Creating a campaign can be a daunting prospect, often you will find yourself asked to deliver a great deal in short time frame and with limited resources. Even if you are lucky enough to have resources to hand, the task of finding the right suppliers and engaging internal stakeholders is a significant one.
To guide you in making sure you organise a successful campaign that stands out. Our Director, Damien Clarkson, has complied his top tips for planning a successful campaign.
Damien says; the tips below are drawn from my experiences of working on campaigns for some huge charities and brands. Others come from working in tiny voluntary organisations or campaign groups. But regardless of the size of your organisation following the below advice I believe will give you a fighting chance of creating a campaign which grabs and keeps peoples attention.
1) Passion: Whatever your cause it is essential that everything about your campaign screams how much your organisation cares. If you don’t care why should anyone else? Often the biggest barrier to conveying to the public the way we truly feel within our organisations is internally reaching an agreement campaign copy. In order to agree powerful messaging for your campaign, I suggest you start engaging key stakeholders within the organisation as soon as possible. Get them thinking of what would be politically acceptable early on in the campaign planning. Therefore if they have any reservations about bold messaging you will have time to convince them to be more daring.
It is worth remembering that the best slogans throughout history had simple bold messages; think ‘Save the Whale’, ‘Votes for Women’ or ‘End Apartheid.’ All were bold and simple, but evoked passionate responses and achieved the desired results eventually.
2) Originality: Dare to dream big, thanks to digital technology our networks and access to inspirations are bigger than at any other time in our history. Create something original and you stand a better chance of people taking interest.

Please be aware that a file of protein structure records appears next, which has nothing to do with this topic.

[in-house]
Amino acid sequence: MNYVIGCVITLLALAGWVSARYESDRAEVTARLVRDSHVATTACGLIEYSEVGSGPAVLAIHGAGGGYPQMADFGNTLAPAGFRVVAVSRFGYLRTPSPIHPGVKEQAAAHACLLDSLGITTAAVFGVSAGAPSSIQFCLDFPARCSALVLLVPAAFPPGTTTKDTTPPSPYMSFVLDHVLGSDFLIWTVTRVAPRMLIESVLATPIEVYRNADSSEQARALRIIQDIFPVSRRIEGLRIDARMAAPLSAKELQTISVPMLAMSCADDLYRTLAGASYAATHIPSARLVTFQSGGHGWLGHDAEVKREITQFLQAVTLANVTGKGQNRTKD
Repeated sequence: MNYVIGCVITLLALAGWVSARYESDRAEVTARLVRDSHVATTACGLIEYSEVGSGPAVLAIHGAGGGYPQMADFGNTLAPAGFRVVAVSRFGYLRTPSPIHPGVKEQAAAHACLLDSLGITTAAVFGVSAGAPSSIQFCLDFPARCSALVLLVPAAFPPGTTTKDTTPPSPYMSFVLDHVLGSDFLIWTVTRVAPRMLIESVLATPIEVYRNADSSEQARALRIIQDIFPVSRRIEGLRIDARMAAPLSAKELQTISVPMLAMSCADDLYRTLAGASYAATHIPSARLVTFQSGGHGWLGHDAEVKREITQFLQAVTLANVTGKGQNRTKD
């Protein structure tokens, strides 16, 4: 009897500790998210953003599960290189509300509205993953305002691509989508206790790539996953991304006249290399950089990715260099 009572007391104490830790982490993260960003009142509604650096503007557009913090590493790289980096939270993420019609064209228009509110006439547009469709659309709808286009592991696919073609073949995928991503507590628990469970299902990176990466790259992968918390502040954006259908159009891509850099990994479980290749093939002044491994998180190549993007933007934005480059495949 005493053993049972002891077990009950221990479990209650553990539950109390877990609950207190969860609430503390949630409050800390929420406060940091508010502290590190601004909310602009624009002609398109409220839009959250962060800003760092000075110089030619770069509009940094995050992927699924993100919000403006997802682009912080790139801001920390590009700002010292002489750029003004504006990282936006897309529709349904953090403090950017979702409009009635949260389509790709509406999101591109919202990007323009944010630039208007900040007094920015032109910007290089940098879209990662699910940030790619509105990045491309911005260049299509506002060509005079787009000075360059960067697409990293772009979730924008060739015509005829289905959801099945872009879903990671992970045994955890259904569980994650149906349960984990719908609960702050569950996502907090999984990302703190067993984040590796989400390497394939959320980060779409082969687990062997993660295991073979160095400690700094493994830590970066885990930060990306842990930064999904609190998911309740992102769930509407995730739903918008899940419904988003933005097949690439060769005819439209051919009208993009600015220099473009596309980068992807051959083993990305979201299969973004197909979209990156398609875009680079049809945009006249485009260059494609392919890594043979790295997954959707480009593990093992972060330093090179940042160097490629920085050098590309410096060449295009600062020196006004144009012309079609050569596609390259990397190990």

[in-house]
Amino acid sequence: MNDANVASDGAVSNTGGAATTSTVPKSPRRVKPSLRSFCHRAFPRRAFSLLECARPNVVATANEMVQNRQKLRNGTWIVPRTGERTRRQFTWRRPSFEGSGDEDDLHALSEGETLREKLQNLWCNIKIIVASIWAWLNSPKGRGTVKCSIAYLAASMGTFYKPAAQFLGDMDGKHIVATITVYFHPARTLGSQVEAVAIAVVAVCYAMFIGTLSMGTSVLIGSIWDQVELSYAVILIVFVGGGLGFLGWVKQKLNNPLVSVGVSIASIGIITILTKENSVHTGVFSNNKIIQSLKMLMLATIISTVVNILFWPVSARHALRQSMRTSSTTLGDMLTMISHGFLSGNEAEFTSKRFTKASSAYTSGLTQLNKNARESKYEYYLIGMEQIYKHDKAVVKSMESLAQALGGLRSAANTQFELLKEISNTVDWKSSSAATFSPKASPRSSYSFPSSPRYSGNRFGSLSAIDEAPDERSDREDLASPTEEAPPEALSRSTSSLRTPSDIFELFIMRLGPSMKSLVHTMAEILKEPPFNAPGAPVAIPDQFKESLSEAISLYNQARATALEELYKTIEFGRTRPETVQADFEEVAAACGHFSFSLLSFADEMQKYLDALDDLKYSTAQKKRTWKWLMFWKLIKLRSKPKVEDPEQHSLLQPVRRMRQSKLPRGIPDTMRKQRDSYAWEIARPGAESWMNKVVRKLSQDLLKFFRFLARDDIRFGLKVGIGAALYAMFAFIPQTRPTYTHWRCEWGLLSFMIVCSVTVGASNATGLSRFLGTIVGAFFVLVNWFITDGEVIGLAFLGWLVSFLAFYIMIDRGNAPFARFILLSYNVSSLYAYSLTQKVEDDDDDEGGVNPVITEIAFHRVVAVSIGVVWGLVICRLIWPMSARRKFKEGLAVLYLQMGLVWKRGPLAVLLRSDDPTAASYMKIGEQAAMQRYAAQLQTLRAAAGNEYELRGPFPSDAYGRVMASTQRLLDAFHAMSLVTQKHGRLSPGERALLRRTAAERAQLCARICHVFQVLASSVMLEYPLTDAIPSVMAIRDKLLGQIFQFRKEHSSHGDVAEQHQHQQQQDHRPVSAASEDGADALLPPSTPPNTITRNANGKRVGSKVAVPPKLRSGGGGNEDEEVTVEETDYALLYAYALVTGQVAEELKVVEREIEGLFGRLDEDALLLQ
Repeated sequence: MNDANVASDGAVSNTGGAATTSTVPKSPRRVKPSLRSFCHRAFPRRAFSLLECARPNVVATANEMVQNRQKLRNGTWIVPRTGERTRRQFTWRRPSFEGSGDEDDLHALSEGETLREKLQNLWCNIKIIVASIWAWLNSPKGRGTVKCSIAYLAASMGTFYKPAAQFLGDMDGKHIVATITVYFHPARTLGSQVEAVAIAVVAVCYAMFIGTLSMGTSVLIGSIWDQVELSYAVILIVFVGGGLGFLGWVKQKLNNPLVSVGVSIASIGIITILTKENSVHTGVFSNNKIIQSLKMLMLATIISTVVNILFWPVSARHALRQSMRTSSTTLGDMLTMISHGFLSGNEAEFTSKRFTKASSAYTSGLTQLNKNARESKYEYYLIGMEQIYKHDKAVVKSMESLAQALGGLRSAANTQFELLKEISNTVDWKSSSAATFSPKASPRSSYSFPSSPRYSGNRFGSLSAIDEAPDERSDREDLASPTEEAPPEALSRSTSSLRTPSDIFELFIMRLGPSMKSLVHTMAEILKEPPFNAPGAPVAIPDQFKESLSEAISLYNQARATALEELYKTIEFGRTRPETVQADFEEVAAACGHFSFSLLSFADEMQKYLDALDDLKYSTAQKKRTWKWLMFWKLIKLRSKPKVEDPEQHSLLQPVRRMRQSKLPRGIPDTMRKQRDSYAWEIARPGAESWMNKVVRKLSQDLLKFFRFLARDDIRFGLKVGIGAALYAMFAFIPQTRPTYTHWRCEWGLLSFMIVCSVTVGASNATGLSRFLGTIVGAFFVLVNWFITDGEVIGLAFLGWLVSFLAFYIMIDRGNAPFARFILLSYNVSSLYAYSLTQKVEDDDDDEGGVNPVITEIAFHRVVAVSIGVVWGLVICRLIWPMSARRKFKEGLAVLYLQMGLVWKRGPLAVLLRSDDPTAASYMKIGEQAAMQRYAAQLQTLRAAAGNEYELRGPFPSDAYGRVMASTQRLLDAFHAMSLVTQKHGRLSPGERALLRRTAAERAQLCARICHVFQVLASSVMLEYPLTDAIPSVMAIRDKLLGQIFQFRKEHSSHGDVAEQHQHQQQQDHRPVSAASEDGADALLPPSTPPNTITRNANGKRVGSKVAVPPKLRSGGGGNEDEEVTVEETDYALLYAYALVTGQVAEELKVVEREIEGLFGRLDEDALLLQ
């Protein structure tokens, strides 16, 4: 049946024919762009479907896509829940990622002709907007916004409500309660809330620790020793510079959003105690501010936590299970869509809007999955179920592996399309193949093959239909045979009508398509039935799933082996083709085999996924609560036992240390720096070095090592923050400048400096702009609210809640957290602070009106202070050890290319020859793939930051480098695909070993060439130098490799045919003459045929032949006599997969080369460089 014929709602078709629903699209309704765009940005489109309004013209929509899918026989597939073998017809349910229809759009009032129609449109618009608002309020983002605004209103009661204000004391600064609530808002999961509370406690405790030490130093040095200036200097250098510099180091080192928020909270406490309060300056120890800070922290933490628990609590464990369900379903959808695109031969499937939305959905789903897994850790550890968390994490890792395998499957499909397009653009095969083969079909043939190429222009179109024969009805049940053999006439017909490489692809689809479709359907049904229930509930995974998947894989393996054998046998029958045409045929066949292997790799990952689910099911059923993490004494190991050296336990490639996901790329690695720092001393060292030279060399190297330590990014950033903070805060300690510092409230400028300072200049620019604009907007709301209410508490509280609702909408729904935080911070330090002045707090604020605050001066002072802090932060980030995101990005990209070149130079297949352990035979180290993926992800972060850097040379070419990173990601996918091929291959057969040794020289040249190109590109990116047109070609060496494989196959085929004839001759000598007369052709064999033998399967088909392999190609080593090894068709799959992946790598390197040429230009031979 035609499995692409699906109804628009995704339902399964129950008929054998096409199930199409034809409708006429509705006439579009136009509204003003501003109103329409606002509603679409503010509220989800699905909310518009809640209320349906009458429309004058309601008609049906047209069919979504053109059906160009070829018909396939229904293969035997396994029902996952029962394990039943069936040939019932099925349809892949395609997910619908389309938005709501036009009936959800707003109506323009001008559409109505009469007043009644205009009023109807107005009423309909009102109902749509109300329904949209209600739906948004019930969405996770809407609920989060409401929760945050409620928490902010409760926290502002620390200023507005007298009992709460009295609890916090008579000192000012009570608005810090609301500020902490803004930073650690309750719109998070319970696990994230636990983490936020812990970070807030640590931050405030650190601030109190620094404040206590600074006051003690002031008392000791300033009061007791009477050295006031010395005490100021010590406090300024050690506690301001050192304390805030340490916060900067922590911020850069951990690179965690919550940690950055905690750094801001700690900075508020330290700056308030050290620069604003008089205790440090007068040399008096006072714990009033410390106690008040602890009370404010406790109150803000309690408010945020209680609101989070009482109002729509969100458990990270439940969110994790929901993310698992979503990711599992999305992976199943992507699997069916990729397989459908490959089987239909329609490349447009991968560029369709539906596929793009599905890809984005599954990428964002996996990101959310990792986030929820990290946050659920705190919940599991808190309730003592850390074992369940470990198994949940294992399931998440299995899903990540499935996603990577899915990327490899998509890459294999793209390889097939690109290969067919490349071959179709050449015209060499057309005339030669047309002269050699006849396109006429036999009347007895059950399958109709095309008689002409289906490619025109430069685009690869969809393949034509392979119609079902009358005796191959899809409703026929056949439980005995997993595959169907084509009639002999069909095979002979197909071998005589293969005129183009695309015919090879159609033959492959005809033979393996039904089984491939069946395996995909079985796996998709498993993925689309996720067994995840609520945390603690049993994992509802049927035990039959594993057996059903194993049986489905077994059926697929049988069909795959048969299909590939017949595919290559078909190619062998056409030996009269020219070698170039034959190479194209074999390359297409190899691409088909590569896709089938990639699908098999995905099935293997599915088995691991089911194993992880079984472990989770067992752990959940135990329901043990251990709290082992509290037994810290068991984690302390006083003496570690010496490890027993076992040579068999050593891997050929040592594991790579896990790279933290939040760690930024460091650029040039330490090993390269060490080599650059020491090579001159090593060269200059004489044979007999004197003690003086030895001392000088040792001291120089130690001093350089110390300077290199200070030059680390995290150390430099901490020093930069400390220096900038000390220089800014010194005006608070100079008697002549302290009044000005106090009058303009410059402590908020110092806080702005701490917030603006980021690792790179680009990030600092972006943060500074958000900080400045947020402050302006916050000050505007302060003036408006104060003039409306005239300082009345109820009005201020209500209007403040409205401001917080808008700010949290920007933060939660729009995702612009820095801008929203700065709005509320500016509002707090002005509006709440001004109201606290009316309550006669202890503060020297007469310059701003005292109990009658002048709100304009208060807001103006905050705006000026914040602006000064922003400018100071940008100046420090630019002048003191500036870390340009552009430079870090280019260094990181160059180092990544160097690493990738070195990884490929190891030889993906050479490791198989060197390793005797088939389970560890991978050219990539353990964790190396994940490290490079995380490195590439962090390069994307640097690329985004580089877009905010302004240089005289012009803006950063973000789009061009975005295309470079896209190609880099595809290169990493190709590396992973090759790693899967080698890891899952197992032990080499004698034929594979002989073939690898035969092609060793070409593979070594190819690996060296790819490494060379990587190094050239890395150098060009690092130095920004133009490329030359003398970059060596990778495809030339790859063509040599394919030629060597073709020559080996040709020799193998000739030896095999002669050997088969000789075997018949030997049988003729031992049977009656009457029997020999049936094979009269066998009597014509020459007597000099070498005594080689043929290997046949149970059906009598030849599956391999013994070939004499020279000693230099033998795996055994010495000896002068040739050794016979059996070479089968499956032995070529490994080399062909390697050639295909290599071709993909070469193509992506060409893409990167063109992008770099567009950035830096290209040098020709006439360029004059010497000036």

Use all possible avenues to draw ideas and inspiration. Invite people from throughout the organisation to contribute ideas and make sure you involve your brand advocates, the people who always champion your work. Involving these people at an early stage will help to get them onboard with the campaign. Your biggest assets are always the supporters who already believe in you.
The ideas that arise from these discussions may prove too difficult to implement but the campaign is likely to benefit from this creative thinking exercise and some of the ideas perhaps can be scaled down and partly implemented in your final campaign.
3) Teamwork: If you can do one thing to improve your campaign’s chance of success make sure it ensuring the people in your organisation are engaged and ready to play their part. This may involve training people to understand the way they can use digital to boost the campaign. People can become obstacles if they don’t understand the campaign fully, so have an open door policy and encourage people to get involved even if they aren’t directly working on the campaign.
4) Timing: It sounds simple, but always try and put yourself in your audience’s shoes. Think about what else might be going on in their life at that time, will they really want to engage with this campaign at the time you’re proposing to launch it? For example, running a fundraising campaign just after Christmas isn’t likely to get your organization many donations, far better to launch it in the springtime.
5) Reason: Constantly ask yourself the question; ‘why will anyone care?’ If you don’t know the answer, then your campaign just isn’t going to make an impact. Scrutinise all of your campaign materials and ask yourself if they are truly engaging. If you’re unsure then ask some of your organisation’s key external advocates for their opinion, after all it’s people like them you are trying to engage.
6) Project Planning: Effective campaign co-ordination is essential and you will require a thorough project plan with flexibility built in. This should extend to all areas of your communications planning, The ideal situation on launch day is that every department is briefed and ready to play their part in supporting your the campaign.
7 ) Content planning: This will need to be ongoing throughout your campaign. Monitor the response to the content you put out there, naturally some ideas will work better than others, gather this information and use it to develop further content. Your campaign should be ever evolving, listen to your audience and react by creating more content to excite them throughout the duration of the campaign.
I hope you find these tips useful when planning your campaign. There will be challenges along the way but try and have fun, after all campaigning is fun and the charities you work for are doing great working in helping those people in need. Good luck!
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